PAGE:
What kind of basic financial education do you think every small business owner should have? Where can they get it?
The traditional model of financial education is broken. It is too generalized and delivered out of context, which is why it does not effectively motivate business owners to make better financial management choices.
FundWell's approach is to provide personalized financial guidance to small business owners based on their cash flow activity, credit profile and other financial indicators/trends.
We provide regular insights on how entrepreneurs are performing against key business and personal financial indicators and targeted recommendations on what more they need to do in order to achieve their funding goals.
What do you think are the biggest mistakes business owners make when it comes to seeking money to operate? What methods do you recommend they steer clear of?
- Delay: Wait too long before applying for much-needed capital
- Overreach: Apply for more funding than they can afford
- Settle: Take loans that are too expensive
- Know Your Options: Avoid applying to just one lender, especially if you need money fast. Always have several loan offers to consider; it is the only way to know for sure that you got the best deal.
- Refinance Fast: If you have to take a loan that is expensive (i.e., interest rates of 10+ percent), figure out what you need to do to qualify and refinance to a lower cost loan, and then DO IT as soon as possible.
How do personal finances and small business finances intersect for small business owners?
For businesses that generate less than $25 million in revenues, a business owner's personal finances matter in the loan decision. When reviewing your loan package, most low-cost lenders analyze something called your "global cash flow."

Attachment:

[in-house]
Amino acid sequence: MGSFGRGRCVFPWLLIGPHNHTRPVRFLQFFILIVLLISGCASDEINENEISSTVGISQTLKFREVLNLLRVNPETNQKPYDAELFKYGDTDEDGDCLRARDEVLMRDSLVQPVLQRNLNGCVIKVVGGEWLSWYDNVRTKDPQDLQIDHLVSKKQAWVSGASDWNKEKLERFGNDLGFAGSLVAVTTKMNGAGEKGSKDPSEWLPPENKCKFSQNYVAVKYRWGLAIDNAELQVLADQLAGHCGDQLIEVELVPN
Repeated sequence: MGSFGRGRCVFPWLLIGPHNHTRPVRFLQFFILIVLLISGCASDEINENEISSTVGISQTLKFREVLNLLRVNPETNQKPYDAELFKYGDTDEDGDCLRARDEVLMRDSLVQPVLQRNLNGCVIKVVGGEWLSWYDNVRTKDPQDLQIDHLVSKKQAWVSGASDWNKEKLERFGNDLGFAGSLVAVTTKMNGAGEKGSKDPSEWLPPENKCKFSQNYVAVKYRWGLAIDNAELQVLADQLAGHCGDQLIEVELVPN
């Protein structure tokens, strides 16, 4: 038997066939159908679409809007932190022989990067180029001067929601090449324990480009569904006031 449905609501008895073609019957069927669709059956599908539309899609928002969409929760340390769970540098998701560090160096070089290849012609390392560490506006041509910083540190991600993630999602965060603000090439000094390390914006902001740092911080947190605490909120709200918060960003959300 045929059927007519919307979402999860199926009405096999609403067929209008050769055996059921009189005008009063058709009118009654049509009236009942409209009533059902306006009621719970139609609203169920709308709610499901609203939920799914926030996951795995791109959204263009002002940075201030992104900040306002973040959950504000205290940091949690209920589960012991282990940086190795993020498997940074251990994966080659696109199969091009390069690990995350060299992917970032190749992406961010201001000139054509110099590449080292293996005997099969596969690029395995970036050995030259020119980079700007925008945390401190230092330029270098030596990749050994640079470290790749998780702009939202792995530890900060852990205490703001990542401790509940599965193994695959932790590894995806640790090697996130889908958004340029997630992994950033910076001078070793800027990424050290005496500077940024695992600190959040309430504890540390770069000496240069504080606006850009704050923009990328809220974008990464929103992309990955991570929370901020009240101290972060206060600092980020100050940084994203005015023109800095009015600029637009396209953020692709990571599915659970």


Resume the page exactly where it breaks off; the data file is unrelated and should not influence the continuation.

A business owner's global cash flow is basically a combination of their personal and business income net of all regular cash expenses (e.g., rent/mortgage payments, utilities, food, transportation, payroll, interest, etc.). Lenders evaluate your global cash flow position because they want to know that if things don't go as planned with your business's financial performance, you have something else to fall back on in order to live, meet your current debt obligations, and to service the new loan you are applying for.
See some quick tips below to ensure that your global cash flow position is always strong:
- Aim to show business profits each year, and then reflect those profits on your business tax returns.
- Don't take on any huge personal loans and/or obligations that you can't comfortably pay for with your personal income, including salary/freelance income, investment/retirement income, etc. Target a 25 percent or less debt-to-income ratio, which means for every $100 of monthly income you make, you should not be paying more than $25 per month in principal and interest on all of your personal loan obligations, including student loans, car loan, mortgage loan, credit card payments, etc.
- Only take necessary deductions on your business and personal tax returns. Don't do creative accounting, just to avoid paying "Uncle Sam," because lenders will assume that those obligations are real and that you have less global cash flow to commit to paying back a loan.
What are some new, under-the-radar or unique ways businesses are finding to get off the ground?
There are lots of new strategies business owners are using to pursue their entrepreneurial dreams, including:
- Launching crowd-funding campaigns that help them immediately gain visibility in the market for their products/services, generate advanced sales from customers, and obtain funding to cover start-up/product development costs.
- Participating in accelerators/incubators that help them refine their business concepts, network/share information with peers, get mentorship from experienced entrepreneurs/service providers and showcase their company to prospective investors.
- Lending circles/credit builder programs that allow businesses that have experience credit issues to pool resources, loan each other money, provide peer support and rebuild their credit.